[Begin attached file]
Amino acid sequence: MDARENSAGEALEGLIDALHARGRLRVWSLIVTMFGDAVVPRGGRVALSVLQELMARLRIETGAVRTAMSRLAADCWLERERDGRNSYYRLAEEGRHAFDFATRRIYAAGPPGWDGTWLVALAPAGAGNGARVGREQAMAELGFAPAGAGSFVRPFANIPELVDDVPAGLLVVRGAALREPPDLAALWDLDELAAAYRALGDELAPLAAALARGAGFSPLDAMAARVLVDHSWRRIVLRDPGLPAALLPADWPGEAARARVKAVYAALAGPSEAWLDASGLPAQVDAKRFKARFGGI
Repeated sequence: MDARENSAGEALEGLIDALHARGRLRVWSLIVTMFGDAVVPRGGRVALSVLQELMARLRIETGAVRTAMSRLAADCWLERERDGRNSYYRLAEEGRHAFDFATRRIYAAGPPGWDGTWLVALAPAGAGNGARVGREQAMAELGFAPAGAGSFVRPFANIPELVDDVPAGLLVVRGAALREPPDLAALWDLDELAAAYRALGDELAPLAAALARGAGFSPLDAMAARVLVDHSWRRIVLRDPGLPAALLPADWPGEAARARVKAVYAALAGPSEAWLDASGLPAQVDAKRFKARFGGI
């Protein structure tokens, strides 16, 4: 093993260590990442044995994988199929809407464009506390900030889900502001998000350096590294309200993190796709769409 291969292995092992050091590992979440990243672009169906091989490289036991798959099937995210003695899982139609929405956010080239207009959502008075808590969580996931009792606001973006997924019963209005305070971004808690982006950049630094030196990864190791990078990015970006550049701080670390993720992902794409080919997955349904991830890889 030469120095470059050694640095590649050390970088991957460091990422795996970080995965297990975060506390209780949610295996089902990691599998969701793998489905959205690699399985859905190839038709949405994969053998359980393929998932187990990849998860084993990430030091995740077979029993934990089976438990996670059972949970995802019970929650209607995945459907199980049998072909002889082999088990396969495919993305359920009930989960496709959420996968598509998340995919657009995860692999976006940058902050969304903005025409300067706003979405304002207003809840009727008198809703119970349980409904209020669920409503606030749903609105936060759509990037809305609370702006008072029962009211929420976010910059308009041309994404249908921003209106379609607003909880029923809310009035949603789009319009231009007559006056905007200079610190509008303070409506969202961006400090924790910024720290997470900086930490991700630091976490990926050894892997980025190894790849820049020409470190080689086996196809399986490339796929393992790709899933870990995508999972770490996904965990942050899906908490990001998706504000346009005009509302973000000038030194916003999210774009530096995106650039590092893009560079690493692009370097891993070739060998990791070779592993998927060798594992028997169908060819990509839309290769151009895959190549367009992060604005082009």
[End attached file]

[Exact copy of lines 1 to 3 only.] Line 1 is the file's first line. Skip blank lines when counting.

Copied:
Amino acid sequence: MDARENSAGEALEGLIDALHARGRLRVWSLIVTMFGDAVVPRGGRVALSVLQELMARLRIETGAVRTAMSRLAADCWLERERDGRNSYYRLAEEGRHAFDFATRRIYAAGPPGWDGTWLVALAPAGAGNGARVGREQAMAELGFAPAGAGSFVRPFANIPELVDDVPAGLLVVRGAALREPPDLAALWDLDELAAAYRALGDELAPLAAALARGAGFSPLDAMAARVLVDHSWRRIVLRDPGLPAALLPADWPGEAARARVKAVYAALAGPSEAWLDASGLPAQVDAKRFKARFGGI
Repeated sequence: MDARENSAGEALEGLIDALHARGRLRVWSLIVTMFGDAVVPRGGRVALSVLQELMARLRIETGAVRTAMSRLAADCWLERERDGRNSYYRLAEEGRHAFDFATRRIYAAGPPGWDGTWLVALAPAGAGNGARVGREQAMAELGFAPAGAGSFVRPFANIPELVDDVPAGLLVVRGAALREPPDLAALWDLDELAAAYRALGDELAPLAAALARGAGFSPLDAMAARVLVDHSWRRIVLRDPGLPAALLPADWPGEAARARVKAVYAALAGPSEAWLDASGLPAQVDAKRFKARFGGI
């Protein structure tokens, strides 16, 4: 093993260590990442044995994988199929809407464009506390900030889900502001998000350096590294309200993190796709769409 291969292995092992050091590992979440990243672009169906091989490289036991798959099937995210003695899982139609929405956010080239207009959502008075808590969580996931009792606001973006997924019963209005305070971004808690982006950049630094030196990864190791990078990015970006550049701080670390993720992902794409080919997955349904991830890889 030469120095470059050694640095590649050390970088991957460091990422795996970080995965297990975060506390209780949610295996089902990691599998969701793998489905959205690699399985859905190839038709949405994969053998359980393929998932187990990849998860084993990430030091995740077979029993934990089976438990996670059972949970995802019970929650209607995945459907199980049998072909002889082999088990396969495919993305359920009930989960496709959420996968598509998340995919657009995860692999976006940058902050969304903005025409300067706003979405304002207003809840009727008198809703119970349980409904209020669920409503606030749903609105936060759509990037809305609370702006008072029962009211929420976010910059308009041309994404249908921003209106379609607003909880029923809310009035949603789009319009231009007559006056905007200079610190509008303070409506969202961006400090924790910024720290997470900086930490991700630091976490990926050894892997980025190894790849820049020409470190080689086996196809399986490339796929393992790709899933870990995508999972770490996904965990942050899906908490990001998706504000346009005009509302973000000038030194916003999210774009530096995106650039590092893009560079690493692009370097891993070739060998990791070779592993998927060798594992028997169908060819990509839309290769151009895959190549367009992060604005082009």